Saturday, August 27, 2011

I decided to officially archive this blog on the day my DPhil was confirmed. But I have waited for the electronic publication of my thesis, Interrogating Archaeological Ethics in Conflict Zones: Cultural Heritage Work in Cyprus, to announce the archiving. From now on, I will blog at Conflict Antiquities.

Wednesday, October 12, 2005

"Jo kishe [No church]".

[Corrected on the 14th of January 2007]

I had originally written that:
This writing is on a wall facing the Cathedral Church of Christ the Saviour, which was unfinished when the 1998-1999 war began and which has been attacked repeatedly since; its ruins are protected - in theory and in practice - but it remains a focus for Albanian nationalist aggression.
Although I got the literal translation of the graffiti correct, it appears I got the interpretation of the site and the meaning very wrong. Anonymous, Kosovar and Bytycci have all corrected me. According to them, the graffiti protested against the proposed demolition of the school for its replacement with a cathedral.

Anonymous said that:
this writing is not facing a church and there are no church remaints - the church never started to be built in that site. this building is a school and people have problems haveing their schools demolished and replaced with religious builings. it is not a fucus of 'albanian nationalist aggression', it is a focus of people trying to save Prishtina's little remaining heritage, part of which is this old school building.
(Another anonymous commenter corrected my reading of the "no church" graffiti elsewhere.)

Kosovar said that:
Man, you are either plain stupid and don't kno about it or you're really dumb and actually like it! I was disgusted with your Kosovo/a posys! About 89% of your photo comments were wrong; you got translations wrong, history wrong and context wrong in almost verything.[...] 'Jo Kishe' grafitti has nothing to do with the Serb Church. It protests the plans to demolish the school where it was written, in order to build a Catholic cathedral.[...]

Now, if you don't know shit, it's OK, you may learn. But not knowing shit and pretending that you do, that's STUPID!!! You're disinforming people here! And what about all the terrorist labeling and such? You have an agenda or what? Shame on you...


p.s. If you really didn't know, your friend wasn't suggesting, but correctly translated the 'K'qyre Punen Tone [mind your own business]!!!' graffitti. However, have it as a suggestion from me!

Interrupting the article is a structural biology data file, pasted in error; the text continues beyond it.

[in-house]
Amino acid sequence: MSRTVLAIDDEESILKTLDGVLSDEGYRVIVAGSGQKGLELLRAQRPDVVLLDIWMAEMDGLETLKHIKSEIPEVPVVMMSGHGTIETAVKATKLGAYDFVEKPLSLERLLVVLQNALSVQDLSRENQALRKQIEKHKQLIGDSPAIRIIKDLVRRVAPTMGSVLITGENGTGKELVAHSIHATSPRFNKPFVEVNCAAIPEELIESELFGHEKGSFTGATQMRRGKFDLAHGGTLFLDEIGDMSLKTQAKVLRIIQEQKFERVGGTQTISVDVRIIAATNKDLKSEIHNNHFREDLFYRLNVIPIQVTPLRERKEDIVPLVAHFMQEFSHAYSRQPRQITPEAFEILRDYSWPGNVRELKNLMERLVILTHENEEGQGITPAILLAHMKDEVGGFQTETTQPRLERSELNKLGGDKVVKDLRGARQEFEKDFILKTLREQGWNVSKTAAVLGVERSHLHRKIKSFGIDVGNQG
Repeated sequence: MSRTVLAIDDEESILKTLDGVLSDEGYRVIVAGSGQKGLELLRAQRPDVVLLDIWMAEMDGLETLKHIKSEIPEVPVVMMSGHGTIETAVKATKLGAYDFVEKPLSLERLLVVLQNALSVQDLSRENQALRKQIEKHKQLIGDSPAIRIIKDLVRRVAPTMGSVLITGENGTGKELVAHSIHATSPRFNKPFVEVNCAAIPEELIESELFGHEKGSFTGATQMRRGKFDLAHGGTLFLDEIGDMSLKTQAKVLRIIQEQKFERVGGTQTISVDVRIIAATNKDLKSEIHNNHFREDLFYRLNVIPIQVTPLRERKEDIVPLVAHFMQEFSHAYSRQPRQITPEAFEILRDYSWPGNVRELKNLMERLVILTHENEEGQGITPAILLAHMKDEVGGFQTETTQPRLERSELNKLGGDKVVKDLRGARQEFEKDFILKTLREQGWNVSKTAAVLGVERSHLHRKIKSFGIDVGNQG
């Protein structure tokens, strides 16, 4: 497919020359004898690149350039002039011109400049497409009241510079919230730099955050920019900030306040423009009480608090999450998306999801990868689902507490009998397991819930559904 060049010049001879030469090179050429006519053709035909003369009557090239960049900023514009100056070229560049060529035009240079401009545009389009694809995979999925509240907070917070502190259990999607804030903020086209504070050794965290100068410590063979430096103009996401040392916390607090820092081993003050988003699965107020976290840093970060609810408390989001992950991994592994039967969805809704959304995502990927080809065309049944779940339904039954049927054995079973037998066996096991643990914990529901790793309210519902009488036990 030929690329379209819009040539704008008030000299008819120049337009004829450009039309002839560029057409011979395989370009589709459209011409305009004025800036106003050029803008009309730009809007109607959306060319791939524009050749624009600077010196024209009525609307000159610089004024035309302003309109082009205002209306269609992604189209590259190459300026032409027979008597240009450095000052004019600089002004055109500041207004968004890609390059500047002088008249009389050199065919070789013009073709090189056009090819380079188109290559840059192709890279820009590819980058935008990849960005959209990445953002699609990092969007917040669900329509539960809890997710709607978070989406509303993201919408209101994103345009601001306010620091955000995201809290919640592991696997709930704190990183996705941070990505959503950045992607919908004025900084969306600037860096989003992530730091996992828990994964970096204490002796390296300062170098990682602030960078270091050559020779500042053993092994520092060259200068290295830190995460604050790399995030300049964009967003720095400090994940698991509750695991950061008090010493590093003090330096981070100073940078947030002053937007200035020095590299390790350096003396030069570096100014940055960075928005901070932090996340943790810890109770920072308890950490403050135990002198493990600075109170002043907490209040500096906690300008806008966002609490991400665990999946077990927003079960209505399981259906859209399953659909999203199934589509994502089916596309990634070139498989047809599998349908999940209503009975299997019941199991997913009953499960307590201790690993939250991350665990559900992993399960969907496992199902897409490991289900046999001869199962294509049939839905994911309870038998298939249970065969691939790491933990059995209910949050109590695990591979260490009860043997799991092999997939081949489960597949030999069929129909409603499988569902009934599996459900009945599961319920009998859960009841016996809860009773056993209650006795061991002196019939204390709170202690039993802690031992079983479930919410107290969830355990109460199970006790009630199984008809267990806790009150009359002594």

Bytycci patiently explained that:
This doesnt have to do with the Church in front of it. This is written in opposition to the plans to destroy this school and build a catholic cathedral instead.
Patently, I didn't know shit, but it wasn't for want of trying; I didn't know that there had been any moves to demolish this school to replace it with a cathedral. I read this graffiti in relation to what I knew about the Cathedral Church of Christ the Saviour and although it may have been a mistake, it was a genuine mistake.

As I remember it, over the road is the university library and, on the same site, is the Cathedral Church of Christ the Saviour; it would be correct to say that it is not directly opposite, but locals do describe it as being "by the library"; Bytycci commented that the graffiti didn't have to do with "the church in front of it", but they may have been referring to the cathedral that the graffiti was protesting against or they may have been using my description so that I and others knew what they were referring to, so I wouldn't want to claim that Bytycci agreed with my understanding of the relationships between the buildings.

"Sht[e]pija e Shqiptarit pronarit [This house is Albanian-owned]": this writing was only a few doors down from the last.

Prishtine buildings 31c

Prishtine buildings 31b

Prishtine buildings 31a

Prishtine buildings 30: during the war, members of both sides committed war crimes, though they were committed by Serb nationalists, predominantly; since, however, these war crimes or terrorist acts have been committed by Albanian nationalists, primarily.

I cannot say whether this destruction was caused by Serb nationalists in 1999 or Albanian nationalists in 2000; it should also be noted that, in at least one case, I was informed by locals that the deterioration of the building was a product of neglect, rather than of violence.